Brazilian media giant Grupo RBS embraced the digital age and looked for opportunities to thrive, according to this op-ed.
How does a traditional media company stay relevant in the digital age? For Grupo RBS, a Brazilian media conglomerate that owns newspapers and radio and TV stations, the answer was to embrace the change and look for opportunities to thrive. Tulio Milman, a journalist at Grupo RBS, explains exactly how the 60-year-old company learned to pivot, in this opinion piece.
Stop investing in the poison that kills you. This phrase prompted a change of direction that turned Grupo RBS — a Brazilian conglomerate with $1 billion in annual revenues — into a role model for South American media companies. The poison is the technology applied to distribution platforms. This doesn’t mean you should let go of innovation or pretend that the communication industry hasn’t changed radically. The truth is the other way around.
Based in the southern state of Rio Grande do Sul, RBS was founded when Maurício Sirotsky Sobrinho, a Brazilian of Jewish descent (his parents emigrated from Eastern Europe), affixed a loudspeaker to a light pole in a square. Over the last 60 years, RBS has grown to become one of the top media groups in Brazil. The company controls three newspapers, five radio stations and 12 TV stations that generate local content. It also broadcasts Globo TV content in the southern part of the country. RBS also operates increasingly over digital platforms. Its Zero Hora newspaper ranks first in Brazil in terms of social media engagement, with 23.3 million online visits each month.
Just like most global media companies, RBS was forced to go through a learning curve in the digital age. Eduardo Sirotsky Melzer, 45, president of RBS and grandson of the founder, recalls how experience taught his company to deal with digital disruption. “It’s useless to fight against the market,” he says. First, he had to face the brutal facts. In the 1990s, the traditional media market was growing at 20% a year in Brazil — but those days are gone. “It’s over now and won’t be around again in the near future,” says Melzer. The nation’s printed newspaper industry, for instance, saw its share of media advertising spending plunge from 28% in 1995 to 16% in 2005, though RBS did not lose its audience.
As a result, RBS leaders had to make tough calls, which ultimately led to increased efficiency in operations and sales. Forced to confront reality, they instead focused on the question, “Where are the opportunities?” They found that even within the turmoil of the media industry, opportunities did exist. The decline in advertisement sales led to a shift of direction: local journalism put all its eggs in the digital subscription basket for sustainability. Paper and radio were formerly at the forefront of this industry with business models based on advertising. But in a global competitive landscape, the distribution model has shifted to digital platforms, where paid content has proven to be the only sustainable solution for the future.
Zero Hora newspaper, in an effort to get readers to shift from print to digital, introduced a breakthrough tablet subscription in 2015 for a Samsung device that allowed consumers to access a modern e-paper with two daily editions. It was a successful initiative among print readers who highly value curatorship. In the pre-sales period, 5,000 readers were ready to buy it. However, the advertising campaign had to be interrupted right after the digital subscription was introduced due to product shortage.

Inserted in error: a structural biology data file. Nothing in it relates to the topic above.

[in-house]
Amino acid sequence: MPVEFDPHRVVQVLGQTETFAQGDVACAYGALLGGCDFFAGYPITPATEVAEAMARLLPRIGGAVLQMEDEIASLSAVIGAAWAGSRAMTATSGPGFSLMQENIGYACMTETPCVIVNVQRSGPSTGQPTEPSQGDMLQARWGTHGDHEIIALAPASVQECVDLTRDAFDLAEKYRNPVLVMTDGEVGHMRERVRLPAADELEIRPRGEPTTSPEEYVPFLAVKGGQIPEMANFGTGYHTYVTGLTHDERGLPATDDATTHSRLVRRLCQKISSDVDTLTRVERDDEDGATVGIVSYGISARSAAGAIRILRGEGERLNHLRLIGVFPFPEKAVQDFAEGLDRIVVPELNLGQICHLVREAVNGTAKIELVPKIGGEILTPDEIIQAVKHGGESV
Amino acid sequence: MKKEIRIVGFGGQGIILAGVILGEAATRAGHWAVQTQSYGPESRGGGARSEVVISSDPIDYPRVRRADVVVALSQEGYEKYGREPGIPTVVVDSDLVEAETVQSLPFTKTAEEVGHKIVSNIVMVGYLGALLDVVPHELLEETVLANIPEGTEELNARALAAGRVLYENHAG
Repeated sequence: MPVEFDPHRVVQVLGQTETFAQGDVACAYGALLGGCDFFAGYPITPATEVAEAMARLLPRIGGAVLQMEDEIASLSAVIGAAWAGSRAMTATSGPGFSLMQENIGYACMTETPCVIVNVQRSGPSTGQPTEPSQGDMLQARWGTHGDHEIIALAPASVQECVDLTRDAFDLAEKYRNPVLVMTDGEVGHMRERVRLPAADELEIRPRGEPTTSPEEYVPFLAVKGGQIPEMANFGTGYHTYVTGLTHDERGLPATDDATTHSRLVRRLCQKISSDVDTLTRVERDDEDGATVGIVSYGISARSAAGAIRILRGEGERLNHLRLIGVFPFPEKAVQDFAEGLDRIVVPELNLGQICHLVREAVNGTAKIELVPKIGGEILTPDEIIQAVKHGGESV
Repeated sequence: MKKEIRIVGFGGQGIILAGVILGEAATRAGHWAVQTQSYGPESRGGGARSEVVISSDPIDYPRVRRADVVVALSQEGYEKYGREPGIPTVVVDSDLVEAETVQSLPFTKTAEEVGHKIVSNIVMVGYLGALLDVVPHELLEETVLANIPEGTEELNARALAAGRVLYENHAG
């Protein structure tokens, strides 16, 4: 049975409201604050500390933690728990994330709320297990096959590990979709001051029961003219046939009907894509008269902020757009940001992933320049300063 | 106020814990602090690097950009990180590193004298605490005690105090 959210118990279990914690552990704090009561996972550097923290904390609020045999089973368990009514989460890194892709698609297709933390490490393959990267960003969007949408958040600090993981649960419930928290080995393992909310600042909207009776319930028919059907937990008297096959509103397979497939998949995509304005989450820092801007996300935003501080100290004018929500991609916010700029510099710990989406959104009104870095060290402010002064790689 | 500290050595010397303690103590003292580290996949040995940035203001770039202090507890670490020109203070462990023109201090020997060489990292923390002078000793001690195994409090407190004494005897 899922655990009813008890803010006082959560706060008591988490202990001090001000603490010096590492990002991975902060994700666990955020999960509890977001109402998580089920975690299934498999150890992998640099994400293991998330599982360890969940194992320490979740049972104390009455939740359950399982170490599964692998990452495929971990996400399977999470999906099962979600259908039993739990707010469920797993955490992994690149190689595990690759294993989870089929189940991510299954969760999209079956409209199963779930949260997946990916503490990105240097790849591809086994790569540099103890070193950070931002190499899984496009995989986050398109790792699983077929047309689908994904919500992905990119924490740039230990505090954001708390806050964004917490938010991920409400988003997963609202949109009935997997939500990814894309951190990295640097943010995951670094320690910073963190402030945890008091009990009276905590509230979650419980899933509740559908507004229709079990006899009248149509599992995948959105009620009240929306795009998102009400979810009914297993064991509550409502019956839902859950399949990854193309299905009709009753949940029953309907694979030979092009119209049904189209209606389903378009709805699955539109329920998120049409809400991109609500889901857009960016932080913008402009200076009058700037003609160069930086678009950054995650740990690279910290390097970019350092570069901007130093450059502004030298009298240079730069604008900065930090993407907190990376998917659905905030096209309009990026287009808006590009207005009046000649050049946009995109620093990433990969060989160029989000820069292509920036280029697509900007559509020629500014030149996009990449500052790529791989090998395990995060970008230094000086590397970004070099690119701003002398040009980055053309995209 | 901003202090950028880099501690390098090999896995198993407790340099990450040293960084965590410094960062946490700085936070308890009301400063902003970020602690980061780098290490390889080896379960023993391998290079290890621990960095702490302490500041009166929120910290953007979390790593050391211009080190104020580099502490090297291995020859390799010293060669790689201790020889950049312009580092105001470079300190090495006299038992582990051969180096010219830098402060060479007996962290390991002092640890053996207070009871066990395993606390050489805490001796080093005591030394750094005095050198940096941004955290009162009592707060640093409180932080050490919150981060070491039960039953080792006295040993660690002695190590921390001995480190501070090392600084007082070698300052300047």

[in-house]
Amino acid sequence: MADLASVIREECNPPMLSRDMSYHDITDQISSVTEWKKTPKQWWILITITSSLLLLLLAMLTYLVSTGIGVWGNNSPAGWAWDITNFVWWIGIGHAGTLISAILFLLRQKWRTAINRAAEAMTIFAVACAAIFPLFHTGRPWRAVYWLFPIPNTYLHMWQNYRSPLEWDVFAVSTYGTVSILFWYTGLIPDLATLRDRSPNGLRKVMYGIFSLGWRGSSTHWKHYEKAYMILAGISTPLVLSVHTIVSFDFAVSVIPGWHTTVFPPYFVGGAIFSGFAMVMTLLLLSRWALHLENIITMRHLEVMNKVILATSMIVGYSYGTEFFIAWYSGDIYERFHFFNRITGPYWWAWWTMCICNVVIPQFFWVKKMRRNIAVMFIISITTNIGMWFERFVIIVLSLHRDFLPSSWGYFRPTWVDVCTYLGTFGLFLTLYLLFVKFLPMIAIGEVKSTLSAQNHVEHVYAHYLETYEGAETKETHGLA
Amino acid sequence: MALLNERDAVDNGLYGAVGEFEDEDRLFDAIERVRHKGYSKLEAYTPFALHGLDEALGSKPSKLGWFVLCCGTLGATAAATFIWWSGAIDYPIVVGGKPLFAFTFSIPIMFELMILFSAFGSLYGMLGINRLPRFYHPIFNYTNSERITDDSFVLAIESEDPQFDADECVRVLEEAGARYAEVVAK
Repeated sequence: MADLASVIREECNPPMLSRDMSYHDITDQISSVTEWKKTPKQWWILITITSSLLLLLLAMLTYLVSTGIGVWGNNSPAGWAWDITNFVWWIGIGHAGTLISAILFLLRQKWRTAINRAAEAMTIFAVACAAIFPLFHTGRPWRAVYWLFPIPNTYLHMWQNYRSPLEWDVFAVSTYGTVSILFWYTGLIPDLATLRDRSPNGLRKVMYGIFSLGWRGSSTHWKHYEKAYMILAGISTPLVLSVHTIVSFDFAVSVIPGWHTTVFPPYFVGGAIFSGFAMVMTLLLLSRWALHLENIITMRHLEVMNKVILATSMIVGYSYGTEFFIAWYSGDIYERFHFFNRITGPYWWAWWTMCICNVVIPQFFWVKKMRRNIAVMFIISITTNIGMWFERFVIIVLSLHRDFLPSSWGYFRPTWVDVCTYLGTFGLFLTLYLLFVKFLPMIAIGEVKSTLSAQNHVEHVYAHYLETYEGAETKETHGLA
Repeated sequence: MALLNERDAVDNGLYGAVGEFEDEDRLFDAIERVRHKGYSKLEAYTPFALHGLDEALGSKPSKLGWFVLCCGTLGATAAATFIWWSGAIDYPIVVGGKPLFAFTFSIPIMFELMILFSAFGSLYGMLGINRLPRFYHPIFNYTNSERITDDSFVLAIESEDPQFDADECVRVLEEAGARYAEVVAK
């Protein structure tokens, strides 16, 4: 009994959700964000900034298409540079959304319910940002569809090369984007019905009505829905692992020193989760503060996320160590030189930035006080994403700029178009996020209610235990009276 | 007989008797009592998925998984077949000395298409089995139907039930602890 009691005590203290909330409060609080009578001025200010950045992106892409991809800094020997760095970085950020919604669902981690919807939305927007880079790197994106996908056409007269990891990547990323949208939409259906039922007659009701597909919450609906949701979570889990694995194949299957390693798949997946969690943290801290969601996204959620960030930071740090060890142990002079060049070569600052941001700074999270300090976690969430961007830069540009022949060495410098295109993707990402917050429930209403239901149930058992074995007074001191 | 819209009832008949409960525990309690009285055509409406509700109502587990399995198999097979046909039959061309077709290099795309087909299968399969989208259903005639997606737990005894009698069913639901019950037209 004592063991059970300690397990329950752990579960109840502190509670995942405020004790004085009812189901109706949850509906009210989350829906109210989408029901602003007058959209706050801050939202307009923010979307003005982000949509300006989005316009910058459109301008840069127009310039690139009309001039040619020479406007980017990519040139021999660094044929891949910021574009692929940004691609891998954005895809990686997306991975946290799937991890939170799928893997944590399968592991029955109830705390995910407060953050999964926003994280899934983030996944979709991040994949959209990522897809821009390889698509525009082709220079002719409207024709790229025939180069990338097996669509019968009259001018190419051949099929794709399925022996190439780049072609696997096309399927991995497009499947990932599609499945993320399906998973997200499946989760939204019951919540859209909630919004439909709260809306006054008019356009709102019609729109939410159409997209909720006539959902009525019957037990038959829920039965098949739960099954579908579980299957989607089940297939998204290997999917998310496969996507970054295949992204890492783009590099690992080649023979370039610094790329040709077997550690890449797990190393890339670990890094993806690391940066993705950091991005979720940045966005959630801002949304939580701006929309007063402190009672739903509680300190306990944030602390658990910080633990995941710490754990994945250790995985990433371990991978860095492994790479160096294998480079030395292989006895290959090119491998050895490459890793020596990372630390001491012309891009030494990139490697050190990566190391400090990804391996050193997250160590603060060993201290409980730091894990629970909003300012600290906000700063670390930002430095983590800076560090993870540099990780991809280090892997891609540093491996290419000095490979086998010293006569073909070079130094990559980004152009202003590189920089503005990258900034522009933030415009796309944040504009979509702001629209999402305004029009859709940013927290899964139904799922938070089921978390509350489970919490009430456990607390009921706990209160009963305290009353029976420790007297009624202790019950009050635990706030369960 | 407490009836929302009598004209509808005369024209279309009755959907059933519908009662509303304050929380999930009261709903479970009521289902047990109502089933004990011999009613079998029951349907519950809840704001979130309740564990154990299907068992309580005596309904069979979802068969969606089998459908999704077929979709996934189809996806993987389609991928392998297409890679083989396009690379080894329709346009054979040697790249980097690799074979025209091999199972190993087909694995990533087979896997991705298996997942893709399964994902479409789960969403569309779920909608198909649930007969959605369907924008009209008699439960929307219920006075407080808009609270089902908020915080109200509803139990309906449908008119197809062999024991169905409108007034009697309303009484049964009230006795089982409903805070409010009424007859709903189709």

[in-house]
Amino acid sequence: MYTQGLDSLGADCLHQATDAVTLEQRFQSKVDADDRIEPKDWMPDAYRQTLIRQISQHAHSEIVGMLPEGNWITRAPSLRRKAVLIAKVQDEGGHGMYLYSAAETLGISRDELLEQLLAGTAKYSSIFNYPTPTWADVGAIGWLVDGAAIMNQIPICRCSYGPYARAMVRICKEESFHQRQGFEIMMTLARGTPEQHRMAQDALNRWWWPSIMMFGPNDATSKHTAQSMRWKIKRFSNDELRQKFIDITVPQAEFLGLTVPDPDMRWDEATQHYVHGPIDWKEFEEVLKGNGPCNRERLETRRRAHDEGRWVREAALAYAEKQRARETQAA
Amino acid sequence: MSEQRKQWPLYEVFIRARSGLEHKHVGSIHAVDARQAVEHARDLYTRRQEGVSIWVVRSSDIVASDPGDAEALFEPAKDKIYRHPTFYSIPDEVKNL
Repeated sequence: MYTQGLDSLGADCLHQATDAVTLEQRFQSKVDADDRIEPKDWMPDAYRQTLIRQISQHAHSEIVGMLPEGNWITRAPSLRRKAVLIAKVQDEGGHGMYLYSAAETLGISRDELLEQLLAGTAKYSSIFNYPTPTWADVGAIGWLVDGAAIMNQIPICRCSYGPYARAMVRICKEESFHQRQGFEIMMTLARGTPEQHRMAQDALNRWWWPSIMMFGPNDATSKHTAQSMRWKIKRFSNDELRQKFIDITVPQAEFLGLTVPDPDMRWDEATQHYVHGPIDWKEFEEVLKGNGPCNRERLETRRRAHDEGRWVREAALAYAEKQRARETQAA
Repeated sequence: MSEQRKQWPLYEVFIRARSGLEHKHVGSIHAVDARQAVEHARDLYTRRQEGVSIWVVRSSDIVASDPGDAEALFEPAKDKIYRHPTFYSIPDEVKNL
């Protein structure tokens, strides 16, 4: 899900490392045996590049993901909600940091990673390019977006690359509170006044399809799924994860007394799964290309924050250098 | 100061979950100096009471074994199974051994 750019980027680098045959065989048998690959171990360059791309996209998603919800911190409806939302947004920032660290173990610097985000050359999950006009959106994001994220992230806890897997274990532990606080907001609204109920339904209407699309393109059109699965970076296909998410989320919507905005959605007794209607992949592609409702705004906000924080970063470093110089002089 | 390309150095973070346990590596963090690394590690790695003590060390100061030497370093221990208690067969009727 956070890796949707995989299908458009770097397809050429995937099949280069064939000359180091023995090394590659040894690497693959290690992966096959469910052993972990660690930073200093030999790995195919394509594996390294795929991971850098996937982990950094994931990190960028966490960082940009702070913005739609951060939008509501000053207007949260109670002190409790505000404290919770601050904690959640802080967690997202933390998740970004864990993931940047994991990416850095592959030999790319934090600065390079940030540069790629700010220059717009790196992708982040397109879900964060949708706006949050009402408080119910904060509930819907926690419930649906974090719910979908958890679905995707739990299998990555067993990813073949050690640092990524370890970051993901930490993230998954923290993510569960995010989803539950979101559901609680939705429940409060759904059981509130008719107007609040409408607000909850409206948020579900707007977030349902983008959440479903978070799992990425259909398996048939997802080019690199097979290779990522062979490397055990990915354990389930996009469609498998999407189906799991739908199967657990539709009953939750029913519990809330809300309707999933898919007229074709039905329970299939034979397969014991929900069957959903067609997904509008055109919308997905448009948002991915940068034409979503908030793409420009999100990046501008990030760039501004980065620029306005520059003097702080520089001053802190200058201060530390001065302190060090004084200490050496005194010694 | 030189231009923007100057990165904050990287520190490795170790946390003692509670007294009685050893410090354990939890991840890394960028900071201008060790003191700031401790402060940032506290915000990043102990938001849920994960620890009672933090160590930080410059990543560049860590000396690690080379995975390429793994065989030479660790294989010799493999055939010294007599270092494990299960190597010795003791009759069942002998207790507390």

Belief in shifting to digital subscriptions has reached such a proportion that prices in the print paper industry spiked 20%. The shift from print to digital subscriptions has been working. Digital circulation has been growing 58% year-on-year. “We are building a portfolio of digital products that takes into account the level of digital adoption and the need for curatorship — that means we have products for digital natives that are built in that way and we have others trying as much as possible to simulate the experience of print reading,” says Andiara Petterle, senior vice president of product and operations at RBS.
Recently, the group has consolidated the commercial operations of all media properties. In the past, all business units vied for advertisements, each of them coming up with independent sales pitches. Such a strategy worked well in a growing and lucrative market. Today, radio and TV stations, newspapers and digital operations offer consolidated solutions with an integrated focus on individual needs of clients.
Besides requiring a change in business models, the new reality of the digital transformation brought along some benefits as well. One of them was the strengthening of free and independent journalism, increasingly detached from the commercial interests of major advertisers.
The Way Forward
Stuart Diamond, a Wharton professor, former Pulitzer prize-winning journalist and author of Getting More, believes that there is only one way for traditional media companies to survive and thrive in this new business environment: to invest in high-quality content. He disagrees with those who predict that traditional media won’t be able to evolve and stay relevant: “It does not have to do with where you came from, but with the development of your current vision.”